Wildlife Vocalizations: Jamie Killian

Carrying a drip torch on ignitions at Chaparral Wildlife Management Area prescribed fire in south Texas.
Credit: John Hayes

Wildlife Vocalizations is a collection of short personal perspectives from people in the field of wildlife sciences.

Imposter syndrome can be defined as a collection of feelings of inadequacy that persist despite success. Someone experiencing imposter syndrome has an all-encompassing fear of being found out to not have what it takes (American Psychology Association). If I could tell my 18-year-old self anything, I would say “be confident.” As a young professional, I had trouble believing that I was worthy, and I felt very alone in my feelings of inadequacy. I suffered in silence and refused to ask for help, pinning myself to a hell of a steep learning curve.

It was easy to feel inadequate when I consistently felt the need to prove myself to my male colleagues. Can you feel the eyes on you when you put that truck and trailer in reverse? It was difficult to ask for help when I had no female role models who may have shared similar experiences. After several years, I finally realized that many of my colleagues also suffered from imposter syndrome regardless of their gender. Over time, I found mentors and champions, both male and female.

The opportunistic find of a gopher snake at a landowner workshop in west Texas.
Credit: Misty Sumner

My mentors taught me so much. Learning that even the most respected professionals don’t know all the answers really changed my perspective. In fact, it takes a certain level of intelligence to realize how much you don’t know. I also came to realize that many of my male colleagues did not have the mechanical, carpentry or hunting skills that I assumed that they had simply because they were men. That’s not to say that they were not qualified; my point is that we were all qualified. Once I realized this, I had the courage to ask questions and volunteer for things that I had no prior experience doing. We only know what we are taught, and I believe that each person brings something different and valuable to the table.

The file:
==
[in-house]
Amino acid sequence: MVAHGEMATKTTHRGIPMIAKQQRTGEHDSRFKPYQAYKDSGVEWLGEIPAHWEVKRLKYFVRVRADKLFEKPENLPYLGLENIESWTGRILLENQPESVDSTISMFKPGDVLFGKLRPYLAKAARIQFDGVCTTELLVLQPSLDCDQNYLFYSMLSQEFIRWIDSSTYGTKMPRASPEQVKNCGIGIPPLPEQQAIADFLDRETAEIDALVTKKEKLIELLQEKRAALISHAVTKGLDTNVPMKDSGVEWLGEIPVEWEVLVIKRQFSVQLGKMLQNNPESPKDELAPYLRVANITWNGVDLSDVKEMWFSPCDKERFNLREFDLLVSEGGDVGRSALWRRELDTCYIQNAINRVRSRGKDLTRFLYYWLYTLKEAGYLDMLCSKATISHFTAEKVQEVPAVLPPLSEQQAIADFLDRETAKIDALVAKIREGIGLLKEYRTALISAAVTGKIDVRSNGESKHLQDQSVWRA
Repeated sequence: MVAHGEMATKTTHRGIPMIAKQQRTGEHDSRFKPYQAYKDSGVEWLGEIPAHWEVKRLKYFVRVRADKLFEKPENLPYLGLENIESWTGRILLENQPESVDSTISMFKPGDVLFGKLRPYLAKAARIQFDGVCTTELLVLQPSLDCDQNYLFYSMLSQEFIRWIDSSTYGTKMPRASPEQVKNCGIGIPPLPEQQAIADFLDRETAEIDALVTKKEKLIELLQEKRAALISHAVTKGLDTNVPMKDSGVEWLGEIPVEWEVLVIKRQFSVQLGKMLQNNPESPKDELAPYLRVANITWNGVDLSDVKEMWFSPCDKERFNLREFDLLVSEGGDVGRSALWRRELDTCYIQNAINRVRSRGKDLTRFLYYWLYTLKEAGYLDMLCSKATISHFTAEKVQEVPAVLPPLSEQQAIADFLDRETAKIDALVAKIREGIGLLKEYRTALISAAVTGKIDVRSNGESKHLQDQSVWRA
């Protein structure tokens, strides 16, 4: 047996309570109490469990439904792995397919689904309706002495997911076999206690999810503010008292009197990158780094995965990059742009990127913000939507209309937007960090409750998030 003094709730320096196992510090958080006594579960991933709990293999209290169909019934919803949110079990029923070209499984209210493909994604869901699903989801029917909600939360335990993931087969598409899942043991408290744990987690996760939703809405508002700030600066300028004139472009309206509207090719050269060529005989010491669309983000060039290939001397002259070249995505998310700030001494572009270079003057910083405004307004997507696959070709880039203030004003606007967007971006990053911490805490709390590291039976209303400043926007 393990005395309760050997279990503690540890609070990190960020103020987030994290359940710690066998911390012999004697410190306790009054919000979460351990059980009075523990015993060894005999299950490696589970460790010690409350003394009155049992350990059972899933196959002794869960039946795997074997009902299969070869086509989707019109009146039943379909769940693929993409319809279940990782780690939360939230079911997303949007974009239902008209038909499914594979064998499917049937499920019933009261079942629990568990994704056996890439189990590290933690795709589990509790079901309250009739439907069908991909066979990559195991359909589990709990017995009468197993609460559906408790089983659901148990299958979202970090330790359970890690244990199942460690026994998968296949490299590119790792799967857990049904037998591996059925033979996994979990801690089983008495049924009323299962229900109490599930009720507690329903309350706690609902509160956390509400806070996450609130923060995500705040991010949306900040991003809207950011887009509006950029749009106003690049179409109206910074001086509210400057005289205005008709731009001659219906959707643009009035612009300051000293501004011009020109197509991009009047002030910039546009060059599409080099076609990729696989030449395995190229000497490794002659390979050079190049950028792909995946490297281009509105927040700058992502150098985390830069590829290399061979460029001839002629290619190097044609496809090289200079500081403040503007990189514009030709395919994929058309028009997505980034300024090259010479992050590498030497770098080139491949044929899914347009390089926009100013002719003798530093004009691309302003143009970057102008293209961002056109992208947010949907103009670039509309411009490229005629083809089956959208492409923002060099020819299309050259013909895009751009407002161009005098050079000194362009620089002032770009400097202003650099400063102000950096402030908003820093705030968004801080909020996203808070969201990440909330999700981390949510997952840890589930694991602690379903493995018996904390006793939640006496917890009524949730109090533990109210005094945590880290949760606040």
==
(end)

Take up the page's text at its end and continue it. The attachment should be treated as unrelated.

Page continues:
It certainly took time (years) to come to these realizations, even longer still to put them into practice. At times, I still struggle with feelings of inadequacy. However, the biggest shift in my mindset occurred when a summer intern started asking me for advice. I could tell that she was nervous, and I realized that she was nervous because of me. I had become the more experienced person. In that moment, I finally grasped that all the people who I looked up to and aspired to follow had started out as young professionals. When I was younger, I allowed my own fear to prevent me from asking questions when my mentors were more than happy to help me. Instead of viewing my mentors and other professionals as superiors, I began to see them as people. Most importantly, people who want to see me succeed. Just like my mentors guided me, I try to be an example and a resource for young professionals so that they do not have to suffer alone. So, to 18-year-old me and to you, you ARE adequate. You are capable. You are competent.

A photo of Jamie Killian. Credit: Jamie Killian

Learn more about Wildlife Vocalizations, and read other contributions.

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For questions, please contact Jamila Blake.


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